With media’s growing influence, the importance of the "ground level war" has been reduced from over 50% in previous polls to around 35%.
Among the five likely bets, Estrada, Roxas, Villar, and De Castro, assuming he is the administration candidate, have the advantage in getting the support of traditional politicians and political operators, Gatmaitan said.
The ground level war includes the national canvassing of all city, provincial and other electoral returns by Congress. And in this battle, the administration candidate has the inside track. "In a tight contest, they can ram through [Congress] anything," he said.
While Internet penetration is still low in the Philippines, Gatmaitan said the influence of cellphones has increased to "63% of the population and still growing." By 2010, it may reach 72%. "By 2010, voters will be read to accept imaginative SMS messages from candidates and political parties," he said.
The administration Lakas-KAMPI alliance is faced with the problem of not having a strong bet. De Castro is officially not a member of either party.
"Noli de Castro is perceived to be a Lakas nominee but he is not an insider of Malacanang. In the event that he is not chosen as candidate of Lakas, he will have to mount a challenge from the outside," Gatmaitan said in his paper.
In case he’s not the administration bet, one option for De Castro is to "go with Villar." Villar may be convinced to give way to De Castro, he said.
If De Castro is not the administration bet, Gatmaitan said the administration will have to choose among Senator Richard Gordon, Mayors Feliciano Belmonte, and MMDA Chair Bayani Fernando. Belmonte and Fernando are not viable candidates since they do not have a "national stature."
"My premise is somebody will emerge from Lakas-KAMPI. It’s impossible for them not to have a candidate," he said.
Gatmaitan said the battle for control of Manila Electric Co. (Meralco), between the Lopez family and the government, "may make Noli de Castro the unintended or intended casualty."
"With the way they’re acting, the Lakas-KAMPI and the Palace are gearing up toward a major offense politically. It could also be through Constitutional change," he said.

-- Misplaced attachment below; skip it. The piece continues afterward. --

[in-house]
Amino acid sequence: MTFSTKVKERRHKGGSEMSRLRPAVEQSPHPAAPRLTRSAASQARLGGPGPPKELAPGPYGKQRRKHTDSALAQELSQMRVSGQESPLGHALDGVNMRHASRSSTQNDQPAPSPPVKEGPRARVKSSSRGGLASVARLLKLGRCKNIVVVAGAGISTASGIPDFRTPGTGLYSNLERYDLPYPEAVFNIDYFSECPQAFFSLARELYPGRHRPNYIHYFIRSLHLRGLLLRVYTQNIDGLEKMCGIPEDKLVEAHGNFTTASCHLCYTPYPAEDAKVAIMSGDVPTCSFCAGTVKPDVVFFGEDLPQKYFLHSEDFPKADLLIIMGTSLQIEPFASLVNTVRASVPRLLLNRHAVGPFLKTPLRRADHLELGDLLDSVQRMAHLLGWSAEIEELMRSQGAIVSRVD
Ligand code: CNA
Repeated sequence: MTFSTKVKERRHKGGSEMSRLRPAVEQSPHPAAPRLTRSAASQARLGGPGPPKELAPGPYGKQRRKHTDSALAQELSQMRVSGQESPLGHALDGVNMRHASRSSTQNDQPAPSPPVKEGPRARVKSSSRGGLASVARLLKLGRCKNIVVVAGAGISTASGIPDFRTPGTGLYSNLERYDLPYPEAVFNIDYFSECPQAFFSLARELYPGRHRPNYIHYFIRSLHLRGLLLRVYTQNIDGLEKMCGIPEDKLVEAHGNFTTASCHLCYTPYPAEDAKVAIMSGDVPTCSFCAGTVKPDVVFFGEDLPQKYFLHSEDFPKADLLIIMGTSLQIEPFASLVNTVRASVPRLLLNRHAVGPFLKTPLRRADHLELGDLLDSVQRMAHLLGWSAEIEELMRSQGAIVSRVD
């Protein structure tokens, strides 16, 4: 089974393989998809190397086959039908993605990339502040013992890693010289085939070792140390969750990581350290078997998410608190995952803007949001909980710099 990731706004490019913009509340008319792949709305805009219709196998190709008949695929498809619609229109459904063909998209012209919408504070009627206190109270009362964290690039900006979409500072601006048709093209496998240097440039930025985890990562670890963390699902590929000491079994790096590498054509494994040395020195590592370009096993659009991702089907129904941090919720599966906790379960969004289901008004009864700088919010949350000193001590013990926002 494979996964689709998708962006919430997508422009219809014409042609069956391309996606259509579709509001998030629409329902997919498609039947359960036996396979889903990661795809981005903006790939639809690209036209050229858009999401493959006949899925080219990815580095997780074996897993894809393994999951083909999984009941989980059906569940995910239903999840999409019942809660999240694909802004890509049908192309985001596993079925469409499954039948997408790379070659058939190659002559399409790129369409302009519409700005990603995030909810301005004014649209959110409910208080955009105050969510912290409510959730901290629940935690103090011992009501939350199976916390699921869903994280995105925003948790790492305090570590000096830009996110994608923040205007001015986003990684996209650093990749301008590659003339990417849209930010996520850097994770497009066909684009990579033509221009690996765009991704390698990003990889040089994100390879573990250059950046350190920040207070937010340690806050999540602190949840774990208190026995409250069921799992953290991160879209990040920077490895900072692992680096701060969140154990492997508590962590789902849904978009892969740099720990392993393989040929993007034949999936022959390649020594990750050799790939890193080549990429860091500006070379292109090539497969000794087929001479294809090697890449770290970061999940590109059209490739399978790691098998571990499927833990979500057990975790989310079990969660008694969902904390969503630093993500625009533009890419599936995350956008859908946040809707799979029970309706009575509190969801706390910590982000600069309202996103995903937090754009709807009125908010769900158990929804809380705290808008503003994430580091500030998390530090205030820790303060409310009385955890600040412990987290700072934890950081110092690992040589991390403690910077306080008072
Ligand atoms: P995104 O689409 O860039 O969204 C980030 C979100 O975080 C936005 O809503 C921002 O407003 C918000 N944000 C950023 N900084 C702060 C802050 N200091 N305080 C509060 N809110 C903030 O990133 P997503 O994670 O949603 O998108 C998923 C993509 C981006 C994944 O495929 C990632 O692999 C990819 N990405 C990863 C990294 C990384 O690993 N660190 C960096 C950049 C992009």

His forecast is that Interior and Local Government Secretary Ronaldo Puno may emerge as the administration bet given his close ties with First Gentleman Jose Miguel Arroyo.
Citing an anonymous source, Gatmaitan said "KAMPI leaders are eager to test their powers after successfully taking over from the old guards of Lakas. This could come in the form of a presidential candidate from their ranks." Puno is president of KAMPI or the Kabalikat ng Malayang Pilipino, Arroyo’s original political vehicle for the 1998 elections.
"The party nomination process will likely serve as the elimination of other players," he said.
Independents, Erap factor
Independent campaigns, such as the 2004 bid by Senator Panfilo Lacson, are unlikely. "There is no clamor for an independent candidacy. The mood is not there," Gatmaitan said, adding that the current mood is anti-Arroyo administration, especially in light of high food and oil prices.
A legal battle on whether ex-convict Estrada is qualified to run for the presidency is to be expected. In case the Commission on Elections, and eventually the Supreme Court, disqualifies Estrada, Gatmaitan said Estrada’s "masa" support will be shared by the other candidates.
Even though the electorate will generally be younger by 2010, he said this will not affect the polls since "young voters are poor, the impoverished poor, and they know the value of the vote." "That’s the demographic: out of school youths, they’re the watchers, they’re the paid volunteers. The lower middle class play with the politicians, because of the money."